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Summit County Government

Posted on: March 6, 2020

Summit County Identifies Keystone Condo Where COVID-19 Case Stayed

CDC illustration of ultrastructural morphology exhibited by coronaviruses.

No other guests checked into the unit following the departure of the infected person

Contact: Amy Wineland, Summit County Public Health Director, 970-668-9161

Summit County – Summit County Public Health Officials have identified the condominium unit where Colorado’s first COVID-19 case stayed in Keystone. No other lodging guests have checked into the unit since the departure of the infected person.

As part of the ongoing investigation and contact tracing process, Summit County officials conducted several interviews late Thursday night and early Friday morning, including with the property owner, property management company and multiple workers.

Through the interviews, officials determined the unit number of the condo, located in the Slopeside Condominiums complex. The unit number was not initially known because the infected individual did not personally make the lodging reservation and could not recall the unit number during interviews with CDPHE Thursday. Contact information for the remaining members of the individual’s party was not immediately available to Summit County Public Health officials.

Officials were also able to determine that the unit has not been occupied by any guests since the infected person’s departure. One cleaning worker entered the unit approximately 23 hours after the infected individual checked out. The worker’s risk of having contracting the virus is considered to be very low. According to CDC guidance to in-home family members of people who are infectious with COVID-19, intermediary surfaces are generally not considered capable of transmitting the novel coronavirus after two hours following contact by the infectious person. According to CDPHE, there is not any risk of the worker passing on novel coronavirus infection by cleaning other units after cleaning the unit occupied by the infected person.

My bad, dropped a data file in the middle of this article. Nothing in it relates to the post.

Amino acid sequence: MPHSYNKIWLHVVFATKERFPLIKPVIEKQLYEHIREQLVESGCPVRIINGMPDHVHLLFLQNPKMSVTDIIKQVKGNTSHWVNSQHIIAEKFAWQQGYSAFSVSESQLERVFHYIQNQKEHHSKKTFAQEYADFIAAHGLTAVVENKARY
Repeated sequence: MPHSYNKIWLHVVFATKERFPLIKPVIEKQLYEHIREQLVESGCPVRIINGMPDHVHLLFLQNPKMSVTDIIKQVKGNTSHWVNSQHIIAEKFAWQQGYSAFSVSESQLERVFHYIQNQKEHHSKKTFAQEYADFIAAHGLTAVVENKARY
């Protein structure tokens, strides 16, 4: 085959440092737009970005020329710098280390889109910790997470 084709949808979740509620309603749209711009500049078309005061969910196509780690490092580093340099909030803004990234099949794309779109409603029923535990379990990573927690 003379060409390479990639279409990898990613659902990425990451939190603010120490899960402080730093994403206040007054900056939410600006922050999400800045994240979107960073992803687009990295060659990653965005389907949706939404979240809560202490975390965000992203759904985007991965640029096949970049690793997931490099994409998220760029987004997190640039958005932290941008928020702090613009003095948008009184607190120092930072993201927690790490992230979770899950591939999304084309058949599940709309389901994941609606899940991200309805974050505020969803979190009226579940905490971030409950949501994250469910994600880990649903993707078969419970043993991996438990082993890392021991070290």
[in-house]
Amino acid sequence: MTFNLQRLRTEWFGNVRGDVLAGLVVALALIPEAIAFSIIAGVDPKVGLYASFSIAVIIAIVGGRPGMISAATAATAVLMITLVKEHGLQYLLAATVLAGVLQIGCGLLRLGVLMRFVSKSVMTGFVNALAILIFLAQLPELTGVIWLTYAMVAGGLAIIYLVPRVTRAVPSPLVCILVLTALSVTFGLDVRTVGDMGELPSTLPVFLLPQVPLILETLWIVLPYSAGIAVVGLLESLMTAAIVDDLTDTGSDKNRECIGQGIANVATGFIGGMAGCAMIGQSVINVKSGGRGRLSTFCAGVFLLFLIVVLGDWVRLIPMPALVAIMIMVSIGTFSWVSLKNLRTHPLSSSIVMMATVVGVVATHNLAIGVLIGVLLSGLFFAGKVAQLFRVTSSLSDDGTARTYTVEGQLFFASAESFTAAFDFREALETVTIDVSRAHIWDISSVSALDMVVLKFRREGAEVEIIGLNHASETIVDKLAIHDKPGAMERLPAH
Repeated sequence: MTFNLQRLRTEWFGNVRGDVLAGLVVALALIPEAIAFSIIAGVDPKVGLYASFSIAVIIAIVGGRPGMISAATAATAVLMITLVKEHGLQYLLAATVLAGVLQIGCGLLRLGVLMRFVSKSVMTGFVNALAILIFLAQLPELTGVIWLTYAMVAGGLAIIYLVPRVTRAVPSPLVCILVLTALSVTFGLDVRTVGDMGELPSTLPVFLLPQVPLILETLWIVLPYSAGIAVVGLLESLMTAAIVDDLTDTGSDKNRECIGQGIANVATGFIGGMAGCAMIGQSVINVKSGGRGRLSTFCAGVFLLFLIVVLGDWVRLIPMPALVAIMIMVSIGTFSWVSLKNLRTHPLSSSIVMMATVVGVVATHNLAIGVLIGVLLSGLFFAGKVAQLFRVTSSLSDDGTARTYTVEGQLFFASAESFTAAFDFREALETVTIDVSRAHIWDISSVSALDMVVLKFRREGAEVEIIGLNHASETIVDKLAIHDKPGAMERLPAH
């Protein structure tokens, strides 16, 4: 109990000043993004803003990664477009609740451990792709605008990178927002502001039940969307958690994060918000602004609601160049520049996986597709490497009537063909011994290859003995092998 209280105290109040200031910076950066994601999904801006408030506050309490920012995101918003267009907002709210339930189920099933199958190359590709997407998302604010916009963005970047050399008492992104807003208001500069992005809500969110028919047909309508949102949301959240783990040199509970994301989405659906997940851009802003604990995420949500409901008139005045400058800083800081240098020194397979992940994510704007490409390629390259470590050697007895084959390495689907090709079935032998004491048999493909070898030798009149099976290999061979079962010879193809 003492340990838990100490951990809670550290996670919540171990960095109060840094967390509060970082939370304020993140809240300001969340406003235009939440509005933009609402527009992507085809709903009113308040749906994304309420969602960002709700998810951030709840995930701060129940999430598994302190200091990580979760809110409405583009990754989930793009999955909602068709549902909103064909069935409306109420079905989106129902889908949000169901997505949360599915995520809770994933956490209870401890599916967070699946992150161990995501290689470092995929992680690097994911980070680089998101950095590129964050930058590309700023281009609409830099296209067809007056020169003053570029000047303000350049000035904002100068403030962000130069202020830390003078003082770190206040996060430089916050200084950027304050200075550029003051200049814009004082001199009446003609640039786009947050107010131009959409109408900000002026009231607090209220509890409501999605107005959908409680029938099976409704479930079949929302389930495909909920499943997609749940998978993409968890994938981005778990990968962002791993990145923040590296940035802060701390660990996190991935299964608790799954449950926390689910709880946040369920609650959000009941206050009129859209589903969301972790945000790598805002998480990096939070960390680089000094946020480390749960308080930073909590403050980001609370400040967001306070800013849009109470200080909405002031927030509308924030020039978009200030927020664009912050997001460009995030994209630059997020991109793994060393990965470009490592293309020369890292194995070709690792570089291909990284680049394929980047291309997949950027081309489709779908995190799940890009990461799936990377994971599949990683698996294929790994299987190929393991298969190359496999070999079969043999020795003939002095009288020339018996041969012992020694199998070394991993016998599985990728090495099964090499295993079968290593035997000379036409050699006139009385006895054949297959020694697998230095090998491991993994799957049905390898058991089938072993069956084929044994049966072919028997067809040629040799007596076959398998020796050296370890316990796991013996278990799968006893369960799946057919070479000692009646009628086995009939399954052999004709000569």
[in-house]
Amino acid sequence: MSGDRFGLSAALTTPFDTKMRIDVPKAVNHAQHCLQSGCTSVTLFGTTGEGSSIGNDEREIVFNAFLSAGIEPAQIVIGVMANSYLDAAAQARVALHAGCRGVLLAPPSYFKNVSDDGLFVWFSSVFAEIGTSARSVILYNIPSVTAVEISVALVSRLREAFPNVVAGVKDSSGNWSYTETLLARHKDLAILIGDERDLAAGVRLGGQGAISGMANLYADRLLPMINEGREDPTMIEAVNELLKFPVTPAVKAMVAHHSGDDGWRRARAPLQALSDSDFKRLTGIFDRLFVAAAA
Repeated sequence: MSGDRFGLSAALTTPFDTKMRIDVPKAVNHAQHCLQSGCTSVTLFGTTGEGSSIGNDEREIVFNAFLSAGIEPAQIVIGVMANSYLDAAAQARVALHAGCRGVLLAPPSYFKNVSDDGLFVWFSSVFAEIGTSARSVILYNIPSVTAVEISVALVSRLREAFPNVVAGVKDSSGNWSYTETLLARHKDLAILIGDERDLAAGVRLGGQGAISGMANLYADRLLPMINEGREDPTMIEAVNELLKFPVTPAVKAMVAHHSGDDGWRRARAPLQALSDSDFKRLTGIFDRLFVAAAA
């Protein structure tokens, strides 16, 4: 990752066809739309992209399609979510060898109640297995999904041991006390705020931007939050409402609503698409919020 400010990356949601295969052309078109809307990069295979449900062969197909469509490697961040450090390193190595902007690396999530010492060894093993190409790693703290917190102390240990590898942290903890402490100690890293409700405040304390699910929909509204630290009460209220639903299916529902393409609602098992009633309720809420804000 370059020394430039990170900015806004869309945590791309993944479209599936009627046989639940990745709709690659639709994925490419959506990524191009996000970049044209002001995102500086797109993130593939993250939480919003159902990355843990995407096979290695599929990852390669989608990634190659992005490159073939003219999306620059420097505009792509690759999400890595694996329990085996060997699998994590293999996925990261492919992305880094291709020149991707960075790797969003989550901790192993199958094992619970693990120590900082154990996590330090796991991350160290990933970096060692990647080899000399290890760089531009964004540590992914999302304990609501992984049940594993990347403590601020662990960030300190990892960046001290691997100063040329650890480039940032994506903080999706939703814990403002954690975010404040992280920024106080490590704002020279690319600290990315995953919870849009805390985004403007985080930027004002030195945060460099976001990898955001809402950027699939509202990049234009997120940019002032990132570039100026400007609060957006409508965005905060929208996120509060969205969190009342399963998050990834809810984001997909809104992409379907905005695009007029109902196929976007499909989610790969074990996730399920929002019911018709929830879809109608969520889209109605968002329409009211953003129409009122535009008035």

One worker delivered towels to the guests, but did not enter the unit. A maintenance worker entered the unit to change batteries in a carbon monoxide detector. Neither of these two workers had any prolonged interactions with any of the guests in the unit, and both are considered to be at very low risk of contracting the virus.

Out of an abundance of caution, Summit County Public Health staff are working with the property management company and the unit owner to coordinate a second cleaning of the unit. It will not be occupied by any new guests until such cleaning has been completed.

For more information about coronavirus in Colorado, visit CDPHE’s website at   


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